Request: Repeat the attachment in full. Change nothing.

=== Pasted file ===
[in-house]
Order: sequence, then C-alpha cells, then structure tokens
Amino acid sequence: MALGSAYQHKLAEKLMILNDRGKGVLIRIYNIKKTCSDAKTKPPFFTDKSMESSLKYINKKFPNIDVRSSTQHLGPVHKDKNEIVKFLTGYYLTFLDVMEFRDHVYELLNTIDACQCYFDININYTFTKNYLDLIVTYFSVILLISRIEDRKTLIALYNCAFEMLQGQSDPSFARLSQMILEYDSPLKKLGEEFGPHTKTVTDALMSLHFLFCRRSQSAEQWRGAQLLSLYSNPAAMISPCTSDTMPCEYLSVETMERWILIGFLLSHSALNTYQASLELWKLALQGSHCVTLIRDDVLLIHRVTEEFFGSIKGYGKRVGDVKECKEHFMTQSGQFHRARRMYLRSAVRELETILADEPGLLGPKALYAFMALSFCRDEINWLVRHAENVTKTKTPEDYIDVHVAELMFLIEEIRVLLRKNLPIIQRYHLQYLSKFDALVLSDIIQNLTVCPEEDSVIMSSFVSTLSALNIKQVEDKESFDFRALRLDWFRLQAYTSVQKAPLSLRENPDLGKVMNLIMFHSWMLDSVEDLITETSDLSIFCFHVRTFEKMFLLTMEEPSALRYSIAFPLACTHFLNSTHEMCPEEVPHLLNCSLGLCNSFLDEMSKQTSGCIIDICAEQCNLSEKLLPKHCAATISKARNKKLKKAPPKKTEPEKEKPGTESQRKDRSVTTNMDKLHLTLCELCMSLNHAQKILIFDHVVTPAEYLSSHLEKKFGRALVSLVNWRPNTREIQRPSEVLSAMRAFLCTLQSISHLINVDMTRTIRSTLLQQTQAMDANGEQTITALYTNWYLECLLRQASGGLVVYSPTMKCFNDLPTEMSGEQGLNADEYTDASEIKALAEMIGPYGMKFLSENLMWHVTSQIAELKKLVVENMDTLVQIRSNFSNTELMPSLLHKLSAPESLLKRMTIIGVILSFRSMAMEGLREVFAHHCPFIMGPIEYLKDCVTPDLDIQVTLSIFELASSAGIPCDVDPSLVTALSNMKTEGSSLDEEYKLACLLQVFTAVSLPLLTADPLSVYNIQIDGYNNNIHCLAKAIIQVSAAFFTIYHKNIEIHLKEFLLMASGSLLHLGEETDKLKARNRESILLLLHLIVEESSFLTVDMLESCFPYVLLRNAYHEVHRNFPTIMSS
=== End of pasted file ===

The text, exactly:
[in-house]
Order: sequence, then C-alpha cells, then structure tokens
Amino acid sequence: MALGSAYQHKLAEKLMILNDRGKGVLIRIYNIKKTCSDAKTKPPFFTDKSMESSLKYINKKFPNIDVRSSTQHLGPVHKDKNEIVKFLTGYYLTFLDVMEFRDHVYELLNTIDACQCYFDININYTFTKNYLDLIVTYFSVILLISRIEDRKTLIALYNCAFEMLQGQSDPSFARLSQMILEYDSPLKKLGEEFGPHTKTVTDALMSLHFLFCRRSQSAEQWRGAQLLSLYSNPAAMISPCTSDTMPCEYLSVETMERWILIGFLLSHSALNTYQASLELWKLALQGSHCVTLIRDDVLLIHRVTEEFFGSIKGYGKRVGDVKECKEHFMTQSGQFHRARRMYLRSAVRELETILADEPGLLGPKALYAFMALSFCRDEINWLVRHAENVTKTKTPEDYIDVHVAELMFLIEEIRVLLRKNLPIIQRYHLQYLSKFDALVLSDIIQNLTVCPEEDSVIMSSFVSTLSALNIKQVEDKESFDFRALRLDWFRLQAYTSVQKAPLSLRENPDLGKVMNLIMFHSWMLDSVEDLITETSDLSIFCFHVRTFEKMFLLTMEEPSALRYSIAFPLACTHFLNSTHEMCPEEVPHLLNCSLGLCNSFLDEMSKQTSGCIIDICAEQCNLSEKLLPKHCAATISKARNKKLKKAPPKKTEPEKEKPGTESQRKDRSVTTNMDKLHLTLCELCMSLNHAQKILIFDHVVTPAEYLSSHLEKKFGRALVSLVNWRPNTREIQRPSEVLSAMRAFLCTLQSISHLINVDMTRTIRSTLLQQTQAMDANGEQTITALYTNWYLECLLRQASGGLVVYSPTMKCFNDLPTEMSGEQGLNADEYTDASEIKALAEMIGPYGMKFLSENLMWHVTSQIAELKKLVVENMDTLVQIRSNFSNTELMPSLLHKLSAPESLLKRMTIIGVILSFRSMAMEGLREVFAHHCPFIMGPIEYLKDCVTPDLDIQVTLSIFELASSAGIPCDVDPSLVTALSNMKTEGSSLDEEYKLACLLQVFTAVSLPLLTADPLSVYNIQIDGYNNNIHCLAKAIIQVSAAFFTIYHKNIEIHLKEFLLMASGSLLHLGEETDKLKARNRESILLLLHLIVEESSFLTVDMLESCFPYVLLRNAYHEVHRNFPTIMSS